So often I feel we overlook robust, well-written, reliable apps for ones that have more pizazz. As we move further in to this iPad initiative I am realizing more and more that there are really only a few apps I truly depend on: Keynote, Google Drive, Pages, Subtext, eBackPack, iFiles, Evernote, DocAs and Numbers.
At school I was not a lover of math. I preferred to sing, dance and write stories. There was one part of math, however, that captured my attention: spreadsheets. Perhaps it was their ability to compute for me that got me going but I have enjoyed having my math affair with =sum(g5-g8) etc. That is why I love Numbers.
Now to others, I accept, this app might be kind of boring. It's not super pretty to look at; it's not colorful; it doesn't make noise. It's quiet. And quiet apps are not as appealing to some.
They are, however, extremely appealing to a fourth grade class at Forest Trail Elementary. Chris Lofgren and his students have consistently embraced Numbers for the very reasons some don't: Its simplicity. His classroom have used it as a way to chart 'noticings' while reading. Simple, yet a great way to organize thinking. They have also been using it to chart moon and tide phases as part of their science investigations.
Mr. Lofgren created a template for students and over a 5 week period they note down the high tides and the moon phases. They then look for correlations between the two and plan to display their understanding of a science concept through iBook Author; inserting their Numbers spreadsheet as evidence of their learning. Want to know more? Simply download Numbers on your iPad or Mac and get to work. Have fun!
Click here for more details on this unit designed for fifth grade students.
The 21st Century Learner
A fourth grade teacher came to me in tears one day about her frustrations with technology. Her concerns were justified and we talked at length. The more we talked the more I started to smile. I thought, I know how to solve her frustrations and, better still, enhance her experiences.
It all centered around an app called 'Google Drive'. As a district we have been using Google Apps for Education (GAFE) for a few years. Students are issued a Gmail account when they are registered, and it is used for various purposes related to the instructional goals of the teacher, and the individual needs of the learner.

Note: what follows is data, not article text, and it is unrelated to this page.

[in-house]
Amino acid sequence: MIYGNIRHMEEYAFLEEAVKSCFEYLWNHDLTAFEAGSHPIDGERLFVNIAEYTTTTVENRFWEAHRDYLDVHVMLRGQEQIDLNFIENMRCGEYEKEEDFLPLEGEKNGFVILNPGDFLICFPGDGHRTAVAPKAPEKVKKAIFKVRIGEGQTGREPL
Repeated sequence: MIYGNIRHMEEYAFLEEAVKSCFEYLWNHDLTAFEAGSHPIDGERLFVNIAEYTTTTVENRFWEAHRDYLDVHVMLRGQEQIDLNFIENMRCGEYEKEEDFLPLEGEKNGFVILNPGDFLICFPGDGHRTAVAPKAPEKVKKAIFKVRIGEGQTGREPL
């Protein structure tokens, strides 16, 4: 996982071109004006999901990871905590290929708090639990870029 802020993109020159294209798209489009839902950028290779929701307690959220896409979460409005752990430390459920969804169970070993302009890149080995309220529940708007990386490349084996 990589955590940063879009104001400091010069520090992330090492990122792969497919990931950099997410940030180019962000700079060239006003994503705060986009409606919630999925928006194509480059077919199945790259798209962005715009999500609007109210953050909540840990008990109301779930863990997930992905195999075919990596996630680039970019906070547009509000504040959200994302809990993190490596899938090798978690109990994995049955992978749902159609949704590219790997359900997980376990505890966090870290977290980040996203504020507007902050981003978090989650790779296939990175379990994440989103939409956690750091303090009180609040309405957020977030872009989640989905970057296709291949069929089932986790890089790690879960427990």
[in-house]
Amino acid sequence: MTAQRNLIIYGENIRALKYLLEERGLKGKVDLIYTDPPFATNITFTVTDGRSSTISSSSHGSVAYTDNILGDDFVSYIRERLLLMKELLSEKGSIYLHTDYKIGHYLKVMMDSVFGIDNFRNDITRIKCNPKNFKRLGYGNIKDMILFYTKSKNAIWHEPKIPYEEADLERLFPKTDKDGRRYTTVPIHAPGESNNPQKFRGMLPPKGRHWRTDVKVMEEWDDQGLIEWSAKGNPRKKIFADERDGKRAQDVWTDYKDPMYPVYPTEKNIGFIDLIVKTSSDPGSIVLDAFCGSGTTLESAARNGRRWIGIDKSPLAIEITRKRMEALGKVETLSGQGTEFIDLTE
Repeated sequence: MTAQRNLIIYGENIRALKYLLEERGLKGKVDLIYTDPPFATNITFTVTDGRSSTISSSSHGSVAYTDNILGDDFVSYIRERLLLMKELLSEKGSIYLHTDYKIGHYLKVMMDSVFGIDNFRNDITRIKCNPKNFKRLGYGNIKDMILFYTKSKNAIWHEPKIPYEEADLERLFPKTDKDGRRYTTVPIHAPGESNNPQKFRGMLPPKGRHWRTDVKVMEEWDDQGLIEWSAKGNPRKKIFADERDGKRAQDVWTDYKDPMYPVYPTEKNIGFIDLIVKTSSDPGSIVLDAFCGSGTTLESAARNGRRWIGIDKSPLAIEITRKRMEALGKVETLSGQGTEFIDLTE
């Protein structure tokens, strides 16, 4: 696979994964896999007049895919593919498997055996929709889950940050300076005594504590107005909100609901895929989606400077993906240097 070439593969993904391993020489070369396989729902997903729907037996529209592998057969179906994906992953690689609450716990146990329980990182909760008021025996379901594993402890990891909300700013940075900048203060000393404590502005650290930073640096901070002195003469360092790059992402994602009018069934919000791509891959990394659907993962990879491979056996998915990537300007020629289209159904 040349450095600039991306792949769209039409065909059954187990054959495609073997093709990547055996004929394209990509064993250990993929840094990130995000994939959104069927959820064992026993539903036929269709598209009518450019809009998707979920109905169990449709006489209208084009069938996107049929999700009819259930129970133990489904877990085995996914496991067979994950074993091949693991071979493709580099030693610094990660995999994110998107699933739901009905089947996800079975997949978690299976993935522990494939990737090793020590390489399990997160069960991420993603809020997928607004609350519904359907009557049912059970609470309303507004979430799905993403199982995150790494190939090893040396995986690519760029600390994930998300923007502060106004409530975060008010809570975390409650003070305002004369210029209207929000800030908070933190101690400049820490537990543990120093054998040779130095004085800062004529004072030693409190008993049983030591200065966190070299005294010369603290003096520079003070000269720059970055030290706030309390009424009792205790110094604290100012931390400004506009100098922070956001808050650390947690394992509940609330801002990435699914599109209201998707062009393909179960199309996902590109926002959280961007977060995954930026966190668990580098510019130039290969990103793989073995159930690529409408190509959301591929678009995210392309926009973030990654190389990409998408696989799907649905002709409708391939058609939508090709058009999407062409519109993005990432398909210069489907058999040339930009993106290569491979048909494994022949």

Google Drive is something teachers are fairly comfortable with: they use it to share documents with each other; they fill out forms online, and have a general sense of its function and flow. One step they sometimes miss is that they can use the Google Drive app, directly on the iPads, to collaborate with their students.
Fourth Grade is a big year for writing. Teachers spend time building engaging writing curriculum ,and attempt to help students feel more comfortable with the writing process. Peer editing is a big part of this, and what better tool to use than GOOGLE DRIVE!
So, we opened their pages document; copied and pasted the text in to a Google Document. We shared it with the teacher (giving her full editing rights), then shared it with a editing buddy (allowing commenting only). We then sat and watched...
THE ROOM COME ALIVE!
It was an incredible scene. The students were quite literally buzzing. And the teacher? Glowing! Positively transformed by the experience. Nothing can beat that look. Thanks Ms. Bailey for letting me be a part of it!
Some of Forest Trail Elementary's tech leaders attended and presented at #TCEA14. The process started back in May when I reflected on the teacher feedback from past TCEA conferences. Many teachers felt that they didn't learn anything new, and that, indeed, they should be the ones up there presenting! Well, let's do this!
I spoke to a few teachers about the prospect of presenting and Cody, Chris, and Jamie agreed to put proposals together. We arranged half day sub time and took off to Mozart's for some coffee and inspiration.
After several hours we agreed on three proposals:
We received news in July that 2 of our three presentations has been accepted. How exciting!